Representatives from the 57-member Organization of Islamic Cooperation (OIC) and the United States, Russia, China and the European Union are meeting Sunday in Pakistan to discuss ways to help Afghanistan avert a looming humanitarian catastrophe.

Pakistani officials said participants at the day-long meeting are “expected to explore avenues for containing and reversing the rapidly deteriorating humanitarian situation in Afghanistan and a potential economic collapse.”

The OIC-convened huddle will be the biggest international gathering on Afghanistan since the Taliban retook power from the Western-backed government in mid-August on the heels of a U.S.-led foreign troop exit from the country after 20 years. International donor institutions and the United Nations will also be in attendance.

The Taliban government’s acting Foreign Minister Amir Khan Muttaqi, who arrived Saturday, is expected to brief participants on difficulties facing his country.  

“Our expectation is the conference will come up with a mechanism to coordinate humanitarian and economic assistance for Afghanistan,” Muttaqi told reporters in the Pakistani capital. “We also hope that it will also help in the revival of [the global community’s] normal relations with Afghanistan.”

Pakistani Foreign Minister Shah Mehmood Qureshi said the OIC meeting does not constitute an official recognition of the Taliban government but warned that “abandoning Afghanistan” would be a “historic mistake” because it would aggravate the humanitarian crisis and trigger a fresh exodus of refugees.

“We are not speaking of a particular group. We are talking about the people of Afghanistan. Please act and act now,” Qureshi said on the eve of the summit.

U.S. Special Representative Thomas West, who arrived in Islamabad Saturday, described the event as “a timely and important initiative.”  

 

Sanctions, poverty, frozen assets

The August 15 Taliban takeover of the country has blocked its access to some $9.5 billion in Afghan central bank assets, largely held in the U.S. Federal Reserve. It has triggered international financial sanctions on the new rulers of the war-ravaged country and halted non-humanitarian assistance to a traditionally foreign aid-dependent economy.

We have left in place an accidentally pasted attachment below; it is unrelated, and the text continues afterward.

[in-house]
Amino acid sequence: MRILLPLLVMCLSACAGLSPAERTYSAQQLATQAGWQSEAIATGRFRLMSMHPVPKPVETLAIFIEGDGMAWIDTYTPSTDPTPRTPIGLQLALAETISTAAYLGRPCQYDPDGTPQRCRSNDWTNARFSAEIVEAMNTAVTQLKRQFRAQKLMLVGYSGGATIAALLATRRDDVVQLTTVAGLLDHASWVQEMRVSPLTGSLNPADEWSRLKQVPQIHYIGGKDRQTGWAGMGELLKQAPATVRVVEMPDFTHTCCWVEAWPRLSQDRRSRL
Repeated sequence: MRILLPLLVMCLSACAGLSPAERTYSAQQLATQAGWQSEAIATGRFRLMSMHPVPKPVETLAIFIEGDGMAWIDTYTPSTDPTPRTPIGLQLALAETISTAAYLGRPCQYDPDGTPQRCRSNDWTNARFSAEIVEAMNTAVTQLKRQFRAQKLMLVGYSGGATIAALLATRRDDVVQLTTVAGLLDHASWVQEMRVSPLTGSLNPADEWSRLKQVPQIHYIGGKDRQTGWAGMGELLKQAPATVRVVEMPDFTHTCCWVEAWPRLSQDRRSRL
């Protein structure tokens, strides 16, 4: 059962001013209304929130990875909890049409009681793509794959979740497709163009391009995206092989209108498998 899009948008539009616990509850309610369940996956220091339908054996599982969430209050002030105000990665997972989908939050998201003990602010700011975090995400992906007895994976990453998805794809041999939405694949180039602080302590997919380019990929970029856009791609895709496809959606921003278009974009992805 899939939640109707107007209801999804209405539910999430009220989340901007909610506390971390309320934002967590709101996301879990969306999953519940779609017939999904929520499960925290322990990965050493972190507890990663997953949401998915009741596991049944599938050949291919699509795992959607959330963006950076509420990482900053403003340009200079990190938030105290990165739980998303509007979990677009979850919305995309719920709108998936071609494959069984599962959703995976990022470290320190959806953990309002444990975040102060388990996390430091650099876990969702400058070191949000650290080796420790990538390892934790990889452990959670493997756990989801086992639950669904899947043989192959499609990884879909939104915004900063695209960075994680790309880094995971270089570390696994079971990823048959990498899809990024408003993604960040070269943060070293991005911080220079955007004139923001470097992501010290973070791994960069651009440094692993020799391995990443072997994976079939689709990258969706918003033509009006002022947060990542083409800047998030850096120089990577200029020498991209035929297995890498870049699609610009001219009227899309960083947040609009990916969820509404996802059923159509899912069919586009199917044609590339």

The freezing of assets and abrupt suspension of aid have exacerbated economic upheavals in Afghanistan where the United Nations says 22.8 million people are experiencing acute food shortages stemming from years of war, a severe drought and high levels of poverty.

The sanctions and the lack of official diplomatic recognition of the Taliban government in Kabul have disrupted the banking system, undermining delivery of urgently needed humanitarian aid to Afghans.

The U.S. and other countries have cited concerns about terrorism and waning human rights, especially those of women, for refusing to directly engage with the Taliban. Those concerns stem in large part from the previous Taliban regime from 1996 to 2001, when girls were prevented from receiving an education, and women from leaving home unless accompanied by a close male relative.

“While we continue clear-eyed diplomacy with the Taliban—on human rights, terrorism, and educational access, among many other issues—the Afghan people will remain at the center of our considerations,” Ambassador West wrote in a subsequent tweet Saturday.

Taliban leaders repeatedly have promised their new administration will not bring back the harsh policies of their previous rule. But most Afghan girls across the country are still not allowed to return to school and most female government employees have been barred from resuming their professional duties.

The Islamist group insists its new regime is fully representative and would give women their due rights in line with Islamic laws or Sharia. Yet four months into the Taliban government, not a single woman has been included in the Cabinet.

Muttaqi insisted Saturday that diplomatic recognition was “a legitimate right” of his government. He went on to claim the end of the Afghan war has improved security, and that conflict-related casualties also have “dropped to zero” across the country since the Taliban regained power.

International aid organizations have acknowledged that working conditions and security for their operations significantly improved under Taliban rule as compared to when war was being waged across the nation.

Qureshi said Sunday’s conference will be a good opportunity for the world to share their concerns with the Taliban and for the Islamic countries to convey to them that Islam allows girls to attend schools, and for women to play a role in the governance and fully participate in the public life.

The Pakistani minister cautioned, however, against pressuring the Taliban, saying such a policy in the past had failed to produce the desired results.  

“We have to be realistic about the options that we have. Let us nudge them through persuasion, through incentives to move in the right direction,” said Qureshi.

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